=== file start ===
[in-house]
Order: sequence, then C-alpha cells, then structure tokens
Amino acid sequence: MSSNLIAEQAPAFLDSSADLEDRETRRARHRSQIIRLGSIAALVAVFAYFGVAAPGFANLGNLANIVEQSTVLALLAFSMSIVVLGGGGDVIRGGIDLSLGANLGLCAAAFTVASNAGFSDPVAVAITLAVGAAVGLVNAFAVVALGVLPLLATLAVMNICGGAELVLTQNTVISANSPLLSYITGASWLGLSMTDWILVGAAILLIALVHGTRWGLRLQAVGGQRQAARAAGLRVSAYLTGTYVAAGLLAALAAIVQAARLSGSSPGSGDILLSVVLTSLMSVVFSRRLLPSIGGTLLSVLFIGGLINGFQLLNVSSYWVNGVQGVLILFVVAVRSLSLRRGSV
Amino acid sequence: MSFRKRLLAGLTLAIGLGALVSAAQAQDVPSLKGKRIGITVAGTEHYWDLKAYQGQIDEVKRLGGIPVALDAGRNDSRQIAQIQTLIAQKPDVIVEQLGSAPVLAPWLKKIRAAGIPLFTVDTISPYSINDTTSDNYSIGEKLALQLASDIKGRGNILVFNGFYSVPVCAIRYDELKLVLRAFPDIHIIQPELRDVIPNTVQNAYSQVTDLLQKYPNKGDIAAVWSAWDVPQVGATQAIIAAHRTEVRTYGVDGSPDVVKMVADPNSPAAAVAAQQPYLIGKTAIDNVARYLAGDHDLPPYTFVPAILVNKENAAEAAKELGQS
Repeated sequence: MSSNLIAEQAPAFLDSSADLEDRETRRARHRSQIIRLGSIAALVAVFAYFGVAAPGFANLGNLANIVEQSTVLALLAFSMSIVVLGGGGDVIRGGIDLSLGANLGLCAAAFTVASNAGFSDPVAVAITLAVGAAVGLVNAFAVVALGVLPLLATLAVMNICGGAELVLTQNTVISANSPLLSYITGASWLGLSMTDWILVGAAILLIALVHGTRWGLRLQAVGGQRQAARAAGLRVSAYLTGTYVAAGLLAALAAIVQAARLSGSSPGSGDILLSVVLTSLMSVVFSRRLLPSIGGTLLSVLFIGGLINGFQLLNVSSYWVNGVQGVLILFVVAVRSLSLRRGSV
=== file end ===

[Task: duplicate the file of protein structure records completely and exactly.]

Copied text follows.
[in-house]
Order: sequence, then C-alpha cells, then structure tokens
Amino acid sequence: MSSNLIAEQAPAFLDSSADLEDRETRRARHRSQIIRLGSIAALVAVFAYFGVAAPGFANLGNLANIVEQSTVLALLAFSMSIVVLGGGGDVIRGGIDLSLGANLGLCAAAFTVASNAGFSDPVAVAITLAVGAAVGLVNAFAVVALGVLPLLATLAVMNICGGAELVLTQNTVISANSPLLSYITGASWLGLSMTDWILVGAAILLIALVHGTRWGLRLQAVGGQRQAARAAGLRVSAYLTGTYVAAGLLAALAAIVQAARLSGSSPGSGDILLSVVLTSLMSVVFSRRLLPSIGGTLLSVLFIGGLINGFQLLNVSSYWVNGVQGVLILFVVAVRSLSLRRGSV
Amino acid sequence: MSFRKRLLAGLTLAIGLGALVSAAQAQDVPSLKGKRIGITVAGTEHYWDLKAYQGQIDEVKRLGGIPVALDAGRNDSRQIAQIQTLIAQKPDVIVEQLGSAPVLAPWLKKIRAAGIPLFTVDTISPYSINDTTSDNYSIGEKLALQLASDIKGRGNILVFNGFYSVPVCAIRYDELKLVLRAFPDIHIIQPELRDVIPNTVQNAYSQVTDLLQKYPNKGDIAAVWSAWDVPQVGATQAIIAAHRTEVRTYGVDGSPDVVKMVADPNSPAAAVAAQQPYLIGKTAIDNVARYLAGDHDLPPYTFVPAILVNKENAAEAAKELGQS
Repeated sequence: MSSNLIAEQAPAFLDSSADLEDRETRRARHRSQIIRLGSIAALVAVFAYFGVAAPGFANLGNLANIVEQSTVLALLAFSMSIVVLGGGGDVIRGGIDLSLGANLGLCAAAFTVASNAGFSDPVAVAITLAVGAAVGLVNAFAVVALGVLPLLATLAVMNICGGAELVLTQNTVISANSPLLSYITGASWLGLSMTDWILVGAAILLIALVHGTRWGLRLQAVGGQRQAARAAGLRVSAYLTGTYVAAGLLAALAAIVQAARLSGSSPGSGDILLSVVLTSLMSVVFSRRLLPSIGGTLLSVLFIGGLINGFQLLNVSSYWVNGVQGVLILFVVAVRSLSLRRGSV